Using Addin Fields

Article contributed by Hak-lok NG

Addin fields are a bit like Private fields – they don't display a result when field codes are switched off. But they are more private than Private fields are, because they don't display their Data value even when field codes are switch on. That is, they have a Data value that is hidden from the user interface and which can only be set and read using VBA. So in a way, they are quite similar to Document Variables (whereas you might say that Private fields are quite similar to Document Properties) – the former cannot be modified via the user interface, the latter can (and the same pros and cons apply in both cases).

For some reason, Addin fields are not documented directly in Help (and they are not mentioned on the Microsoft Knowledge Base either!); but they are indirectly documented, in the Help topic on the Data property of the Field object, which says:

Returns or sets data in an ADDIN field. Read/write String.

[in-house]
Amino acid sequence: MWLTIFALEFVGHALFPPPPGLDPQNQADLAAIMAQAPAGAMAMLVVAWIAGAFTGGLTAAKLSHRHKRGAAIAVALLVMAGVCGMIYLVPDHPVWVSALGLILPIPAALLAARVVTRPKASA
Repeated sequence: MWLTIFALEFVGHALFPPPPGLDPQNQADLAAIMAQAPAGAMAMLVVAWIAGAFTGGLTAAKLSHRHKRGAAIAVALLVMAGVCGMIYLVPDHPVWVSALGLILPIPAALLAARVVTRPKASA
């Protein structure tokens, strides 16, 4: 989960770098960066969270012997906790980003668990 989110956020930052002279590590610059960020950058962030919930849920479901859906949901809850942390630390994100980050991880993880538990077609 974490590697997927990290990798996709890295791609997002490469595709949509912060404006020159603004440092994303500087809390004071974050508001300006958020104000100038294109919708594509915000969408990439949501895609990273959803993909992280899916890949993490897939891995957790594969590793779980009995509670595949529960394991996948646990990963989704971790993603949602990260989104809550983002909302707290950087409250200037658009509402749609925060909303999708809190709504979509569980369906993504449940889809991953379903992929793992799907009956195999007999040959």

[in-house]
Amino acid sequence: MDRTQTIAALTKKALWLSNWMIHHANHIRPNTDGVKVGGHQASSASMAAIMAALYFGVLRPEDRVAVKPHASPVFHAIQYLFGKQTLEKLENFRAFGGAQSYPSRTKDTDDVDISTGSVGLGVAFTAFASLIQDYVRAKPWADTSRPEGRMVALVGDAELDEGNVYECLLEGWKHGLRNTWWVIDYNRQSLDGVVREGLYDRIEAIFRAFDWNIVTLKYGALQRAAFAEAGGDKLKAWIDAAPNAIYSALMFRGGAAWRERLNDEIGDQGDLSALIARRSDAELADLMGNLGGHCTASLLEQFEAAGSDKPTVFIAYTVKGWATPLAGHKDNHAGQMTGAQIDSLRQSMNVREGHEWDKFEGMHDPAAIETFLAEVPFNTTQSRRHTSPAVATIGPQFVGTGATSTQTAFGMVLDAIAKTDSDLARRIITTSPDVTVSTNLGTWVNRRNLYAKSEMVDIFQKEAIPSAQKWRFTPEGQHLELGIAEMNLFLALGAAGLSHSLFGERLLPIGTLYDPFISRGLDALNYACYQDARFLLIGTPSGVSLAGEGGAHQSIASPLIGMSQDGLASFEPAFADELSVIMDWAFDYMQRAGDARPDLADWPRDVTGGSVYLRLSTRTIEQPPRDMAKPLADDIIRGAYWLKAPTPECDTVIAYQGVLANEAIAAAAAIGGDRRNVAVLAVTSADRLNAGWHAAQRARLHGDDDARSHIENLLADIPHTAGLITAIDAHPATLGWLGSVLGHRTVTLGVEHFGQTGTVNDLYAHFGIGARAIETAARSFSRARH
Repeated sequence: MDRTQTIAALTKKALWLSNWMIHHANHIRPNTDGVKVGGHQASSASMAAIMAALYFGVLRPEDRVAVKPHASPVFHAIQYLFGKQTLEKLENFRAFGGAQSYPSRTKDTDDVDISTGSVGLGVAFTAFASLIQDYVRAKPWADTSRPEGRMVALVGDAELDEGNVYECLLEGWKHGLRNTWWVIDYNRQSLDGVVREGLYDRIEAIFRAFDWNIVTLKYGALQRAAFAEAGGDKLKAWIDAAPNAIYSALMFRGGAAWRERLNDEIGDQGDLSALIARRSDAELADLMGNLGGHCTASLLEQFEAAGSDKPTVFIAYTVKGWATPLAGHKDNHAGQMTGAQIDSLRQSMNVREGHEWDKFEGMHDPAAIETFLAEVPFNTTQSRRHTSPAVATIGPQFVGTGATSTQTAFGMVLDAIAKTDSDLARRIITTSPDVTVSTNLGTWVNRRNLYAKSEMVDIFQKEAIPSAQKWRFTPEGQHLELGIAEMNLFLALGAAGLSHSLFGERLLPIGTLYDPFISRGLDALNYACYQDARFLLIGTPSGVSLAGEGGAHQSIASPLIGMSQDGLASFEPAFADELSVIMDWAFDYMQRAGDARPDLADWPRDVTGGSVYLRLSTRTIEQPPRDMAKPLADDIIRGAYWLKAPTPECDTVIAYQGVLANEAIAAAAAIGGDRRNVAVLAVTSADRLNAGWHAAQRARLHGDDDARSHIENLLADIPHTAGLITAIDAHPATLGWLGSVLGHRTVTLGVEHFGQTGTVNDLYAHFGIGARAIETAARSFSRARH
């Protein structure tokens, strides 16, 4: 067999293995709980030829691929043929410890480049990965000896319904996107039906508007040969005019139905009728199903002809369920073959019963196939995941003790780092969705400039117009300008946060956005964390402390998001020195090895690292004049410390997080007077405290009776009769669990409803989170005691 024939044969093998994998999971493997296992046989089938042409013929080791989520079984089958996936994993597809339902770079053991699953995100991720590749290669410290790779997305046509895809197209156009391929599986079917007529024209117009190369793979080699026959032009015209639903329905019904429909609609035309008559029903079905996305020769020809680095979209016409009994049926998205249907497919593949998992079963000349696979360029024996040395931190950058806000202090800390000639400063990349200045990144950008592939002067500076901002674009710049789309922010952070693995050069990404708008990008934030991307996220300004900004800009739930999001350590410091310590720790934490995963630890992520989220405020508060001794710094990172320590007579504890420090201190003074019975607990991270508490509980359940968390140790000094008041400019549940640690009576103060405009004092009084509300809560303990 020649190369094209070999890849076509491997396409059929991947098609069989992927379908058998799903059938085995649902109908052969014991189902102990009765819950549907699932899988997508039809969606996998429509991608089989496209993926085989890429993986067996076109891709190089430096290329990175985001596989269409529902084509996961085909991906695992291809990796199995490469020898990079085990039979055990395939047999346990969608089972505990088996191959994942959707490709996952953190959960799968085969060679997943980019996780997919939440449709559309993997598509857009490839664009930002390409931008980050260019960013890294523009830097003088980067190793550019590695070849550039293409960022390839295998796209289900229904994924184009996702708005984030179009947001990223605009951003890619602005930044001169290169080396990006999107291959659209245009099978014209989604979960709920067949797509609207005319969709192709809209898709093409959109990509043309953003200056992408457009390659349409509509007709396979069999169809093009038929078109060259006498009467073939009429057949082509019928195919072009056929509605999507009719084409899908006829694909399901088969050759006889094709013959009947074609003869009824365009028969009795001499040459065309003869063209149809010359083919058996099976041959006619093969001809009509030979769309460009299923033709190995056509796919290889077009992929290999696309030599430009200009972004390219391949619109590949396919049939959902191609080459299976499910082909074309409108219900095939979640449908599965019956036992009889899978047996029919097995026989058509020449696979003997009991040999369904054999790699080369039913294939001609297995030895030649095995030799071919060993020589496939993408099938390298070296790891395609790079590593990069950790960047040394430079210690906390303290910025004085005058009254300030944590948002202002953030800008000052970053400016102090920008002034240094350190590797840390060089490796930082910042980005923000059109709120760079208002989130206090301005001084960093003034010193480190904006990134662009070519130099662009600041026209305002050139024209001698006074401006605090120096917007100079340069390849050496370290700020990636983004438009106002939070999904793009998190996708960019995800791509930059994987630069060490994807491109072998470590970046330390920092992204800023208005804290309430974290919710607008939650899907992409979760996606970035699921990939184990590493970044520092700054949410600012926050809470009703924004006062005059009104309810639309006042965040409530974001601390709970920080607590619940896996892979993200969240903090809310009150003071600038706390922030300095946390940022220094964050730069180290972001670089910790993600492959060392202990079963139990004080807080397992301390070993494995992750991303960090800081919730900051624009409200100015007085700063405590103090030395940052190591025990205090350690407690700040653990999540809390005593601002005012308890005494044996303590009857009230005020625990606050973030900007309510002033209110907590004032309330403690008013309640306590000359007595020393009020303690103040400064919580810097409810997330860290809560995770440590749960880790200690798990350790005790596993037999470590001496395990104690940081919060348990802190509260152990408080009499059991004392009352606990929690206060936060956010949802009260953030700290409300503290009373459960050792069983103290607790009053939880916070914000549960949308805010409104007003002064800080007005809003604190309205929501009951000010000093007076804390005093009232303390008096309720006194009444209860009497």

Note The data is not visible in the field code or result; it is only accessible by returning the value of the Data property. If the field isn't an ADDIN field, this property will cause an error.

The Help topic has a See also, button, which takes you to the topic on the Addin object – but if there's any relationship between an Addin field and the Addin object, it is not documented.

There are various reasons why you might wish to use Addin fields, for example:

The simplest way to create an Addin field is to press Ctrl+F9 to insert the field braces {}, and then type Addin inside the braces. To set its value, select it and run the code:

Selection.Fields(1).Data = "My Addin field text"

To read its value, you can use:

MsgBox Selection.Fields(1).Data

If you wanted to insert it programmatically you could use:

Dim oField As Field, MyRange As Range
Set MyRange = [wherever, e.g. Selection.Range]
Set oField = ActiveDocument.Fields.Add (Range:=MyRange, _
oField.Data = "My Addin field text"